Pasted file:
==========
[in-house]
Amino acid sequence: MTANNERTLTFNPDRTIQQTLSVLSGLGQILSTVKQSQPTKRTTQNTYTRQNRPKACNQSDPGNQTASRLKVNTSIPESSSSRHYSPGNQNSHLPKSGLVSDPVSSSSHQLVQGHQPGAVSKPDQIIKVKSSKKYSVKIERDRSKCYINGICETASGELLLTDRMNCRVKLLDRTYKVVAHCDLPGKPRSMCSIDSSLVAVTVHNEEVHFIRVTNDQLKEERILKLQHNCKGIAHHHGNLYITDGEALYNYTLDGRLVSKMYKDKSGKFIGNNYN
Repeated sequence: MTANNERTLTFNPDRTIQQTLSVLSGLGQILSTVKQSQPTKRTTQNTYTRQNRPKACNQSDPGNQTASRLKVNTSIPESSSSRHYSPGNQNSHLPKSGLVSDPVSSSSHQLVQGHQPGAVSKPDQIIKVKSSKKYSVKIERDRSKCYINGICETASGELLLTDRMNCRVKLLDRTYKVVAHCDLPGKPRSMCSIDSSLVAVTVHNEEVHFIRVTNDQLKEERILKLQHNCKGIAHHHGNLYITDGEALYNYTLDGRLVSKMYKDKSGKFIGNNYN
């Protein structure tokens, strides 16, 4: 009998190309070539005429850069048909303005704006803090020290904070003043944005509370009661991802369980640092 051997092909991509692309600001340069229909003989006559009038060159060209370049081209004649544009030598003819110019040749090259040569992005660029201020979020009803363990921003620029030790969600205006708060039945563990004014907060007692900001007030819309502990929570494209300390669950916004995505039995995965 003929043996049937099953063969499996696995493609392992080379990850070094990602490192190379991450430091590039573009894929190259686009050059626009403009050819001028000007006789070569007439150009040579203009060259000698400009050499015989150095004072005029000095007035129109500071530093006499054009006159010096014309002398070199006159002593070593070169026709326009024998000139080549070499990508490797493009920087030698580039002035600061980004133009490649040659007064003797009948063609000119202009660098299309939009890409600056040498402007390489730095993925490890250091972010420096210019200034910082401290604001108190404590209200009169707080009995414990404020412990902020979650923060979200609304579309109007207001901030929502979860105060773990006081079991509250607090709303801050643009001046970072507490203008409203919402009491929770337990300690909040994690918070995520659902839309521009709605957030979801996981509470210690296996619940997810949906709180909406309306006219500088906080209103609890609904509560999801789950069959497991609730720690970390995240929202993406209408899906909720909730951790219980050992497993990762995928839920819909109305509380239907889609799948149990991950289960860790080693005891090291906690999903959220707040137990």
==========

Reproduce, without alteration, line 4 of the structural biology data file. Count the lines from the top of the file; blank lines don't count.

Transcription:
């Protein structure tokens, strides 16, 4: 009998190309070539005429850069048909303005704006803090020290904070003043944005509370009661991802369980640092 051997092909991509692309600001340069229909003989006559009038060159060209370049081209004649544009030598003819110019040749090259040569992005660029201020979020009803363990921003620029030790969600205006708060039945563990004014907060007692900001007030819309502990929570494209300390669950916004995505039995995965 003929043996049937099953063969499996696995493609392992080379990850070094990602490192190379991450430091590039573009894929190259686009050059626009403009050819001028000007006789070569007439150009040579203009060259000698400009050499015989150095004072005029000095007035129109500071530093006499054009006159010096014309002398070199006159002593070593070169026709326009024998000139080549070499990508490797493009920087030698580039002035600061980004133009490649040659007064003797009948063609000119202009660098299309939009890409600056040498402007390489730095993925490890250091972010420096210019200034910082401290604001108190404590209200009169707080009995414990404020412990902020979650923060979200609304579309109007207001901030929502979860105060773990006081079991509250607090709303801050643009001046970072507490203008409203919402009491929770337990300690909040994690918070995520659902839309521009709605957030979801996981509470210690296996619940997810949906709180909406309306006219500088906080209103609890609904509560999801789950069959497991609730720690970390995240929202993406209408899906909720909730951790219980050992497993990762995928839920819909109305509380239907889609799948149990991950289960860790080693005891090291906690999903959220707040137990």